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Murder at the Pharaoh's Grave


April 21, 2009: Three days before its Seattle premičre, 'Murder at the Pharaoh's Grave' got a great review from Warren Etheredge in Seattle's Child magazine. Mr. Etheredge calls the film one of the highlights of NFFTY and says "Kadie wisely uses these effects along with archival footage and an original score to transform this simple tale into legitimate crowd-pleasing entertainment."


 
Published: Tuesday, April 21, 2009

NFFTY 2009: A Sneak Peek at Flicks by Young Filmmakers

By Warren Etheredge

It’s time for the Seattle-based National Film Festival for Talented Youth – one of only a handful of youth film festivals across the country. Now in its third year, NFFTY (pronounced “nifty”) bills itself as “the largest and most influential film festival and support organization for filmmakers age 22 and under.”

During this year’s festival, 112 films chosen from more than 400 submitted by young filmmakers across the country will be screened from April 24 to 26.

Here are some sneak peeks:

MURDER AT THE PHARAOH’S GRAVE (13 minutes)
By Ben Kadie, 13

What does it take to be the next Steven Spielberg? Ambition and an early start.

The Oscar-winning filmmaker who changed Hollywood’s economics and America’s swimming habits with JAWS, began his career as a kid, scripting movies, casting them and even charging admission for family and friends to see them. Spielberg shot his cinematic adventures on 8mm film. Ben Kadie shoots and edits video. Might the 13-year-old be the next great director? Could be.

Kadie’s short film, Murder at the Pharoh’s Grave, is one of the highlights at NFFTY this year. In just over 12 minutes, Kadie crafts an old-school yarn (with a modern feminist twist!) befitting any 1930s double feature.

When a revered archaeologist turns up dead at the site of his greatest find, an Army captain recruits the lovely – and level-headed – Egyptologist, Ellis Clarke, to crack the case. But not everyone’s motives are as clear as the hieroglyphic writing on the wall. Soon there are more victims, fewer answers and many funny, fake mustaches … most of which stay on.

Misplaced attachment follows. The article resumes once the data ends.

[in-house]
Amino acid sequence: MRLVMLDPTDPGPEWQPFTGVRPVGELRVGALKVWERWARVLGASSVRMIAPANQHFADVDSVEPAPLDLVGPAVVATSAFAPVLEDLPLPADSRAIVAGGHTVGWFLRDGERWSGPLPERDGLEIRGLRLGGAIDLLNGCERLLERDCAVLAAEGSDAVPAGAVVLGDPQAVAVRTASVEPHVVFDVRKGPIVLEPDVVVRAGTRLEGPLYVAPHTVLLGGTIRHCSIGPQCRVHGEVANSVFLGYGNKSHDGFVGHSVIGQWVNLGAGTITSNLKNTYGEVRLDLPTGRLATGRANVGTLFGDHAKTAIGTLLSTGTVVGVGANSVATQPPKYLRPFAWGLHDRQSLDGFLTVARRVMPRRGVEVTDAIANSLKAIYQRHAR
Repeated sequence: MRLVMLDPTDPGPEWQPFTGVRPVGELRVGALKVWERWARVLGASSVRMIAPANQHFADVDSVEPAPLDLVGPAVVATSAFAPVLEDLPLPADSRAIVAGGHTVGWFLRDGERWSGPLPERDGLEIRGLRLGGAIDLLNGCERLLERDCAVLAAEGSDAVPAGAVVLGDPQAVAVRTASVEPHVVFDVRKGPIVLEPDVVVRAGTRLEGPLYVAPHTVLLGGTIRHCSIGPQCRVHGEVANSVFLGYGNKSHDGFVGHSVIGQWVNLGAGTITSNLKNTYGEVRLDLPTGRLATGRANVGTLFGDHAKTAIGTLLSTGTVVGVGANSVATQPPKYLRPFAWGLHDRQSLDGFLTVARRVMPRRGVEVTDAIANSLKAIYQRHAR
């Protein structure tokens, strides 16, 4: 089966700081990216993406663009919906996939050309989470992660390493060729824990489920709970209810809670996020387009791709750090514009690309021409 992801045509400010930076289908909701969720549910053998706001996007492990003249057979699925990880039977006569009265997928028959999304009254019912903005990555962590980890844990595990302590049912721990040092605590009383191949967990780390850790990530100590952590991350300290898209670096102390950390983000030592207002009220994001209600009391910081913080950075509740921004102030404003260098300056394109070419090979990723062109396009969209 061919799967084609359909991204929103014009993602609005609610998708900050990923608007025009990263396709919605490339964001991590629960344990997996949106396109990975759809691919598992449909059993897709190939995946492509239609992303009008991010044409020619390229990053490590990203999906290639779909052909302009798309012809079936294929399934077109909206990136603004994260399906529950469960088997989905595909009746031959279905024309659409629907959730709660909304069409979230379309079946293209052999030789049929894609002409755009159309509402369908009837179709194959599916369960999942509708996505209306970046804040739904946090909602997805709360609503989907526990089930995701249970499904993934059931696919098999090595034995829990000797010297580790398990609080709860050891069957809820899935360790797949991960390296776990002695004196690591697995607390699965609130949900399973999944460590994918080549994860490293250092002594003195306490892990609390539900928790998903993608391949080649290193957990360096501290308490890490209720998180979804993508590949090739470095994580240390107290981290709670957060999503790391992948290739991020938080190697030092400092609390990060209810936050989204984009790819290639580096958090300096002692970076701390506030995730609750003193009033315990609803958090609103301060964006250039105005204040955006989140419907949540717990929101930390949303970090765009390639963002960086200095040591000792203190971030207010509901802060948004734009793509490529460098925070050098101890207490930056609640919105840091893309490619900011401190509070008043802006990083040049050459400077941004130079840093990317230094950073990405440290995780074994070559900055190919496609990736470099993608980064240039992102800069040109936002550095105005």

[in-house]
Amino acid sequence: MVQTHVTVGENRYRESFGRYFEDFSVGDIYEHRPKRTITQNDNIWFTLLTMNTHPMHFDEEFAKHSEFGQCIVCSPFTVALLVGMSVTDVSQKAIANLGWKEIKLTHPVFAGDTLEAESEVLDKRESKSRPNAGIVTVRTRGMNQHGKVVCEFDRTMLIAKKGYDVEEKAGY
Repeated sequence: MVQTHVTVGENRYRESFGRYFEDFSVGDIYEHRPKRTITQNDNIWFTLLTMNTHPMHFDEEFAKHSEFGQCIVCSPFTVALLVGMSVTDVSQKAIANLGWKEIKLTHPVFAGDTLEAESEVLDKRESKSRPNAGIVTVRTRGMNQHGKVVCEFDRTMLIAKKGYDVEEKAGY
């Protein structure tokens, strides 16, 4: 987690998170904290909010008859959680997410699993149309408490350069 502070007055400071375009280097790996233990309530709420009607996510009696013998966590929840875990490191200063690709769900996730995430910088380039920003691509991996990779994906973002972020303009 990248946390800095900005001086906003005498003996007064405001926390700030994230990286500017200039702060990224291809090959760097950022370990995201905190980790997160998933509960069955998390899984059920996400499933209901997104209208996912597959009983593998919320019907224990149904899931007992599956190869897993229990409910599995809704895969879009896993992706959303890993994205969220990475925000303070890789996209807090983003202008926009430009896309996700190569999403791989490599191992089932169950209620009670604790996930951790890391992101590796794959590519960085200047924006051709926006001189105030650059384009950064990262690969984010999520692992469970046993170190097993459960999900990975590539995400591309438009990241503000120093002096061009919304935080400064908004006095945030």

Yes, the costumes barely fit the cast, and the dialogue does not neatly fill their mouths, but the sincerity of the youthful actors’ efforts put the majority of major studio movies to shame. Murder at the Pharoh’s Grave revives the epic spirit of David Lean, retraces the cat-and-mouse shenanigans of Agatha Christie and re-imagines genre, harnessing the (limited) technical wherewithal of Zack (300) Snyder.

Computer software now allows amateurs of any age to adopt beautiful backdrops and simulate action sequences that would have had the young Spielberg pulling his hair out – or eating his heart out – and Kadie wisely uses these effects along with archival footage and an original score (by David Hovel) to transform this simple tale into legitimate crowd-pleasing entertainment.

Can it be long ‘til Kadie, like Spielberg before him, makes the leap from backyard production to summer blockbuster? Wait … and see Murder at the Pharoh’s Grave so you’ll know how it all began.

SEE IT Friday, April 24, 7:30 p.m. at the Cinerama as part of the Opening Night presented by Volvo Cars of North America.


• • •


LEFT SIDE (7 minutes)
By Esther Magasis, 16; Ryan Zemke, 16; Andy Tran, 17

When Brian Bartlett was hit by a car, he lost a leg, but not his love of extreme sports. Working with a determined prosthetist, Bartlett helps design a new, ground-breaking artificial appendage that not only serves to steady him, but also improves his mountain-biking.

SEE IT Sunday, April 26, 10 a.m. at the SIFF Cinema as part of the “Northwest Scene” package.


• • •


SURFING 50 STATES (62 minutes)
By Stefan Hunt, 21

You can do anything you put your mind to, right? (You just may not be in your right mind.) And, if you’re two sweet-spirited Aussie mates, you can even go surfing across the USA, landlocked states included! Watch Jonno and Stefan mount their boards to skim minor waterways, a Kansas stage play and a mountain of spuds in Idaho.

SEE IT Sunday, April 26 at 3 p.m. at the JBL Theater at EMP as part of “The Great Outdoors” package.


• • •


THE ZONUS PROJECT (61 minutes)
By Torrance Carroll, 19

This stop-motion animation immerses its Lego society into a silly, satiric spin on politics with hints of Orwell, Pink Floyd and Christopher Hitchens.

SEE IT Saturday, April 25 at 11:30 a.m. at the SIFF Cinema as part of the “Animation!” package.

Warren Etheredge is owner of TheWarrenReport.com, dedicated to helping people (kids included) experience film as a forum for understanding the issues and challenges of our times. He’s a Seattle-based father of one.

 

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